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Identity Crisis 

American movies once enthralled the world with their exuberance and clarity. What happened in the 1990s?

Wednesday, Sep 24 1997
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Stone wants nothing more than to crayon-in scars and a mustache on our happy-face culture. But his films are so chaotically melodramatic and weirdly sentimental that they fit comfortably onto the Hollywood fairgrounds. (The slipshod and affectless Natural Born Killers was a couple-that-slays-together-stays-together sort of movie.) Stone's oeuvre makes up the Nightmare Alley of the tattered American-movie carnival. His brain is locked into a pop-romantic '60s cosmology, with JFK as the righteous monarch and the country falling into darkness at his death, thanks to Natural Born Conspirators as different as LBJ and Nixon.

Even a supposedly forward-looking film like Robert Zemeckis' Contact (current gross: $95 million) caps the close-encounter quest of scientist Jodie Foster with the resolution of her bitter, long-held grief for her dead father, and her acquisition of a secular sort of Faith -- an interstellar Unitarianism. The White House objected to Contact director Zemeckis' alteration of President Clinton's press conferences and news clips in order to make him appear a part of the action. But in spirit this movie is more tied up with the consensus-driven Clinton presidency than either The American President or Air Force One, which present daydreams of Clinton remade as an inspiring, resolute leader. Just as Clinton has been at his most vehement when championing women's rights, Contact reserves its contempt for male authority figures: the scientific bureaucrat (Tom Skerritt) who keeps grabbing the credit for Foster's discoveries; the national security fixer (James Woods) who tries to persuade the public that she didn't reach the end of the universe, though he suspects she did. The guy who should be the villain is a New Age religious scholar who has been advising the White House on a politics of "meaning" and at one point betrays the heroine -- whom he says he loves -- because she doesn't believe in God. In real life, Tikkun Editor Michael Lerner tutored Hillary Clinton in the politics of meaning. In Contact, Zemeckis' follow-up to Forrest Gump, the role is filled by that WASP police-composite heartthrob Matthew McConaughey. Foster's an agnostic, McConaughey's a believer, but she does acquire faith in Superior Beings -- and in the Clinton era's split-the-difference spirit, that proves to be enough for the two of them to form a new coalition.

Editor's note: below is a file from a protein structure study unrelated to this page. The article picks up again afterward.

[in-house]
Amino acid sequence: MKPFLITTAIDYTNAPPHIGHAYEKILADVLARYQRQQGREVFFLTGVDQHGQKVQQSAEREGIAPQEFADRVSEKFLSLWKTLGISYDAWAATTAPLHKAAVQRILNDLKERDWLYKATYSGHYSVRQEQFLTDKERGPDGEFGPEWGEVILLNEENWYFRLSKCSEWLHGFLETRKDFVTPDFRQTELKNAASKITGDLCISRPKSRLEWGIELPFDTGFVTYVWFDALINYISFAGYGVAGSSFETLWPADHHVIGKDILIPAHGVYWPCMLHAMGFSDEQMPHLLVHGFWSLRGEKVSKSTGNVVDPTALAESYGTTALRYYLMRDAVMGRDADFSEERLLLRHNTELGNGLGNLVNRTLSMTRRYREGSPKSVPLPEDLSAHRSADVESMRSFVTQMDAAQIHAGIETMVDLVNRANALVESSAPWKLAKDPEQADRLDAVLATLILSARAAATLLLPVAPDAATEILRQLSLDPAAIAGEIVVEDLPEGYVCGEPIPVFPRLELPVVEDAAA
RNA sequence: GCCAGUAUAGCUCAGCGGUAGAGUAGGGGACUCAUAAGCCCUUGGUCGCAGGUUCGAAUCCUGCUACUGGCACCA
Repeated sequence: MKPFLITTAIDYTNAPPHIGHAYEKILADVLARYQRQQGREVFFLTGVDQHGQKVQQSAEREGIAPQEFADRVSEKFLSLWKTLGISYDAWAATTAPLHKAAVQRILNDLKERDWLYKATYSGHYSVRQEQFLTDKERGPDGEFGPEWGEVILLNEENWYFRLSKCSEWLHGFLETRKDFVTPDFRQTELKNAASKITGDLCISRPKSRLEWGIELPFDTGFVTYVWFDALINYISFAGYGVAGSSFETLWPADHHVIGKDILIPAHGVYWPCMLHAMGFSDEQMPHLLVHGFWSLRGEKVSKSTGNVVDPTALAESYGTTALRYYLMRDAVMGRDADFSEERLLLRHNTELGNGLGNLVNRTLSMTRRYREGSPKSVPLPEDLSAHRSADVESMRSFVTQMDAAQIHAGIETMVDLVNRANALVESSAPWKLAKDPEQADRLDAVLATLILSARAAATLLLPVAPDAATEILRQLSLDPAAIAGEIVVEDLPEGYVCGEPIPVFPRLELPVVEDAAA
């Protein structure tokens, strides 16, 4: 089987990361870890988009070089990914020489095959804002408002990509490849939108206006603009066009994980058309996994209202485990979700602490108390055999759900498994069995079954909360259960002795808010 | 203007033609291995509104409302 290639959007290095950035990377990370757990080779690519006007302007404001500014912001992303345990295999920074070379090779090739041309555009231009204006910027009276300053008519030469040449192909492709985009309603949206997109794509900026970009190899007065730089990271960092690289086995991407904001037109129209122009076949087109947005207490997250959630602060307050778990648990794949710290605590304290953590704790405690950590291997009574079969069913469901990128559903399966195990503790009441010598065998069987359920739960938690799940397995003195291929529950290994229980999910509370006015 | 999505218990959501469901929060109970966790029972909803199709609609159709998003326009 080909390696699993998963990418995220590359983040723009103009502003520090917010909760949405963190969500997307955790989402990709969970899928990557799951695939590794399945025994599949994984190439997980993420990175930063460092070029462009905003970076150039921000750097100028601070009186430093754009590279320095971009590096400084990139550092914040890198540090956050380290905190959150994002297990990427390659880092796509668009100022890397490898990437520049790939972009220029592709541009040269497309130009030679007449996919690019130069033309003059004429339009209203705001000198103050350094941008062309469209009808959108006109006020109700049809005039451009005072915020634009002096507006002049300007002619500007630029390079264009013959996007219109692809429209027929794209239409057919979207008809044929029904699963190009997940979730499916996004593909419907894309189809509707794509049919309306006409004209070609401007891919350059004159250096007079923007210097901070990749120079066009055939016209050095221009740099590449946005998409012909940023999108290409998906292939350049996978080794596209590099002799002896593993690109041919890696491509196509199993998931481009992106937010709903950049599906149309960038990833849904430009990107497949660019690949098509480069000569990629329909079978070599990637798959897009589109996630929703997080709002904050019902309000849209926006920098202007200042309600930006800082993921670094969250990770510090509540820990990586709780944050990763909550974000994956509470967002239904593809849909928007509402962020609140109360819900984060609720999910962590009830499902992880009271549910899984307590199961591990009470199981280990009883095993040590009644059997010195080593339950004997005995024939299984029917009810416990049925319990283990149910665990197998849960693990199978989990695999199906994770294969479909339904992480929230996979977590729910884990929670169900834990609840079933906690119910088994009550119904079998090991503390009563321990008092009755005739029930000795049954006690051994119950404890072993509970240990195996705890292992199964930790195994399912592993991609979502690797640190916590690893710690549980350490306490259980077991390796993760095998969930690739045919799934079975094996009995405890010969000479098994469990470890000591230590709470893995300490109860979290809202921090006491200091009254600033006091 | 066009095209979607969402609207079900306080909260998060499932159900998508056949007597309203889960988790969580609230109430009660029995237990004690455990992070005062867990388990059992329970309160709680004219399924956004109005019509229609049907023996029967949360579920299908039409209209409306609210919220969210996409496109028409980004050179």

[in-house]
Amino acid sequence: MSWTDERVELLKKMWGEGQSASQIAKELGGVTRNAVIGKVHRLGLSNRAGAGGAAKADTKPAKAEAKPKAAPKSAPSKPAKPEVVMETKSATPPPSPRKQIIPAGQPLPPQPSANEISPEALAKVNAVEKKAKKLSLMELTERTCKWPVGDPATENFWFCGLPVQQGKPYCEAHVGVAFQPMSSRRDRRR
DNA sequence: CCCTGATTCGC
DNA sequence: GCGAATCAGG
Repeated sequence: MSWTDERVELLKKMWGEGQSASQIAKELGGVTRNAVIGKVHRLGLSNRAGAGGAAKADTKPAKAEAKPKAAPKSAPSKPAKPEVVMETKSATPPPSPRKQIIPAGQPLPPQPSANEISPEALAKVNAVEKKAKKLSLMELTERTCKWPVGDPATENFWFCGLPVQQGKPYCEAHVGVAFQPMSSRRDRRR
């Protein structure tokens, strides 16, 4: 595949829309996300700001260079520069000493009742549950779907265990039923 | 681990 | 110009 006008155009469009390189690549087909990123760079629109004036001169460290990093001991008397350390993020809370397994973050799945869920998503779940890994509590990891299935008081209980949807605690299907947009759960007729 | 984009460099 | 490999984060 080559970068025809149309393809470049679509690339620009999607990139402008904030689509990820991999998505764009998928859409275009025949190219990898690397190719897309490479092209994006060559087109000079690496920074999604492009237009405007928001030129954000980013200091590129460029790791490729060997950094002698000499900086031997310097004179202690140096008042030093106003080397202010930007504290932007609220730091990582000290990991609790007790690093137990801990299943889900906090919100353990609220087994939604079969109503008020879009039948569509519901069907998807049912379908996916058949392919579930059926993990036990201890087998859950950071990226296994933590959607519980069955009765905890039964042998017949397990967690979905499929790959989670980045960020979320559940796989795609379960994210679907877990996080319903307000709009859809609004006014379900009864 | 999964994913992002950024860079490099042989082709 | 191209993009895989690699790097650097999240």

However much I can see the value of compromise in politics (even of the Clintonian sort), I hate it in art, especially when it hides fuzzy thought and bad faith the way it does in Contact. This movie is liberal agitprop: It demonizes anyone who doesn't love the heroine. Zemeckis was a spunky fellow when he was making films like I Wanna Hold Your Hand and Romancing the Stone and Who Framed Roger Rabbit; too bad in his post-Gump phase he approaches the audience as if he were a pollster. If the heart of Spielberg's Close Encounters of the Third Kind was its hallowing of home-grown UFO believers, the folks who yearn to reach out and touch an alien in Contact are overgrown collegiate types, bland (well, in one case, blind) technocrats, or the wacky group on the outskirts of the tracking base. In the climax, the alien home that's right next door to Heaven resembles one of those mall-like faux beaches so popular in Japan. All the feelings in mainstream American movies, from the mundane to the exotic, are set the way the temperature is at a shopping mall -- at the right pitch for gliding through.